Due to what appears to be his public comments about homosexuality and the women’s diaconate, a German Jesuit has not been given the permissions he needs to begin his term as rector of a graduate school of theology in Frankfurt.
Ansgar Wucherpfennig, S.J., was due to begin a third term as rector of the Sankt Georgen Graduate School of Philosophy and Theology this fall, but has not received a nihil obstat, formal statement that there is nothing objectionable about a candidate, from the Vatican’s Congregation for Catholic Education.
Father Wucherpfennig was approved for a renewal of his position by local authorities in February 2018, and his superior general sent in a request for the nihil obstat the following month. The Congregation for Catholic Education responded in June with concerns about Father Wucherpfennig’s interview from 2016.
In a newspaper interview in 2016, Father Wucherpfennig said he thought references to homosexuality in the Bible were “sometimes misunderstood phrases.” These statements were in response to the interviewer, Thomas Remlein, saying that Father Wucherpfennig had blessed gay couples and asking why the church had negative attitudes toward L.G.B.T. people. Father Wucherpfennig has also said that the women’s diaconate would not be enough to address a shortage in priestly vocations and has said he has “serious questions” about the fact that only men could serve as confessors.
"I see my comments on homosexuality and the blessing of same-sex couples as well within the bounds of Catholic doctrine," said Father Wucherpfennig.
"I see my comments on homosexuality and the blessing of same-sex couples as well within the bounds of Catholic doctrine," Father Wucherpfennig told the church newspapers of the dioceses of Limburg, Mainz and Fulda on Oct. 9. He refused to take back his statements and said, "I do not want to be rector at this price."
While Father Wucherpfennig has yet to receive approval from the Vatican, his provincial , Johannes Siebner, S.J., and Father Johannes zu Eltz, the Frankfurt city dean (a position of authority between parish priests and the bishop), have both expressed their support for Father Wucherpfennig.
“There is not the slightest doubt about Father Wucherpfennig's expertise, his loyalty (to the church) and thus his suitability for the rector's office,” Father Siebner told German news outlet Kölner Stadt-Anzeiger.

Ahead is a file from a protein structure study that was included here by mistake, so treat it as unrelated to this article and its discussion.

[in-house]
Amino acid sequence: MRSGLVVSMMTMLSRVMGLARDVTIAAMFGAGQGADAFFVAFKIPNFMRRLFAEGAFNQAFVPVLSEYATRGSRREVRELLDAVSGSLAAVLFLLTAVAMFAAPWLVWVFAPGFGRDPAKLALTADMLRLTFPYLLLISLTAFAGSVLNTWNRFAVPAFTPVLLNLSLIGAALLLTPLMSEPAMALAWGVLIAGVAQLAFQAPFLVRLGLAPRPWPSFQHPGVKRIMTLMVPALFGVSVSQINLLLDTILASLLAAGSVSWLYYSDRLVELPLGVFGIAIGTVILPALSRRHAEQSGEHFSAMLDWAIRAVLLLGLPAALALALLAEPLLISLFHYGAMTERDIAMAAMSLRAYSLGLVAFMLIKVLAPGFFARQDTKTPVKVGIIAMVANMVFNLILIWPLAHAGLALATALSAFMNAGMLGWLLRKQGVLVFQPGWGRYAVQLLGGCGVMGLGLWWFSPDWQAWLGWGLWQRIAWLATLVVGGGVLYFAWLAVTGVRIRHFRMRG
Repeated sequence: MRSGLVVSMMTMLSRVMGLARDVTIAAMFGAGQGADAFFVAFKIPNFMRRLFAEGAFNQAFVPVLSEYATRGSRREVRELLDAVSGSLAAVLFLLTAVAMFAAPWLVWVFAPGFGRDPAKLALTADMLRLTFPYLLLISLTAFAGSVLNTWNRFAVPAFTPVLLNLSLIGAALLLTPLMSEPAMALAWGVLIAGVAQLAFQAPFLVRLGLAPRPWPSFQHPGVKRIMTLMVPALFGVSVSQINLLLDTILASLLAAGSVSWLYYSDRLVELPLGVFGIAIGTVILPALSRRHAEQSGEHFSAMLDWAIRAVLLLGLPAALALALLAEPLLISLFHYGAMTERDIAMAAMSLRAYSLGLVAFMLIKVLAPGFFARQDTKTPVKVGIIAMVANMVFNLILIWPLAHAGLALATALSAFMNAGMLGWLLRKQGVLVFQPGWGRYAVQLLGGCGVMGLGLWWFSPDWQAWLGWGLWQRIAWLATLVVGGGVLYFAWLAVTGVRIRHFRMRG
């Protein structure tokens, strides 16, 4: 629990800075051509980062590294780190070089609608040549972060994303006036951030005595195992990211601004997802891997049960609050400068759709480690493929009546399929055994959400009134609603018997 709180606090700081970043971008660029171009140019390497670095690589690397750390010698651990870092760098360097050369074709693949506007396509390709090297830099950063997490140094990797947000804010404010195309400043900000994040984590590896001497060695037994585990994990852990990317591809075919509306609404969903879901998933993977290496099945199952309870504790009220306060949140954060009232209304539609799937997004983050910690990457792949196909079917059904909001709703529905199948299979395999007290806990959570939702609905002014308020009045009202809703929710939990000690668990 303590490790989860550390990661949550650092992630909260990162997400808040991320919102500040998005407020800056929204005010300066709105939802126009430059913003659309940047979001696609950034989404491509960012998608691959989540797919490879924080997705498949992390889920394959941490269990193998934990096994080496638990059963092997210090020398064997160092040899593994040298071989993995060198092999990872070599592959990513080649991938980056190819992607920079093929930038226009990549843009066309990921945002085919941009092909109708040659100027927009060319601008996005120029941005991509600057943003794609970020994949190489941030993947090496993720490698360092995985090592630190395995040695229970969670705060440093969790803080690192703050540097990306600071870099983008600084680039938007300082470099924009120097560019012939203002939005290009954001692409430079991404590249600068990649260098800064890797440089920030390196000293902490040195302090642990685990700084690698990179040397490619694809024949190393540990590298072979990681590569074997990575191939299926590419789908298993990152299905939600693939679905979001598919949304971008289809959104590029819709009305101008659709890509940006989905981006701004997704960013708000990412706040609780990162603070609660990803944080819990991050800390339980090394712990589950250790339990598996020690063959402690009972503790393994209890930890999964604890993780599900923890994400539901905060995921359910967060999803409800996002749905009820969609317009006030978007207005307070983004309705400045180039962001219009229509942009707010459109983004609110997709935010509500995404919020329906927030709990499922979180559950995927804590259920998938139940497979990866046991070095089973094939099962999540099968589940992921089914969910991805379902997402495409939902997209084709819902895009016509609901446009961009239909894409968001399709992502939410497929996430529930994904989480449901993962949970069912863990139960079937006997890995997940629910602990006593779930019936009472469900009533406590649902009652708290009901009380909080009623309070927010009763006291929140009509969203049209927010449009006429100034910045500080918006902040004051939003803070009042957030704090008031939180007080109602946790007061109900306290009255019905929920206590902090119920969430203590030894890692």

“Ansgar Wucherpfennig is a priest in good standing and an incorruptible academic,” said Father Eltz. He referred to Father Wucherpfennig’s unanswered request for a nihil obstat as “unjustified punishment” in an interview with the Kölner Stadt-Anzeiger.
As Father Siebner explained in a recent interview, Father Wucherpfennig and Father Siebner responded promptly to the letter from the congregation, but they have yet to hear back.
Bishop Georg Bätzing of Limburg said he is still hopeful the situation will be resolved and that he supports Father Wucherpfennig’s work as rector.
An open letter from students and faculty at Sankt Georgen expressed anger over the situation and called for attention to the authority of the local church.
“We were all the more surprised to learn that Prof. Wucherpfennig was denied the nihil obstat for another term of office despite this unanimous support from the university, the local church and his order from the Congregation for Catholic Education,” said the open letter. “In our view, this is a serious interference with subsidiarity and is incomprehensible in view of his abilities, which Prof. Wucherpfennig has proven.”
On Tuesday evening Oct. 9, the Vatican press office confirmed to DPA, the German press agency, that the nihil obstat is still under review. It has not been denied as some outlets have reported. Father Siebner echoed this on Oct. 10: "I am confident...that the declaration of assurance from Rome will come soon.”
Oct. 11: This story has been updated and the title corrected to make it clear that the Vatican has not officially declined Father Wucherpfennig's permission to teach.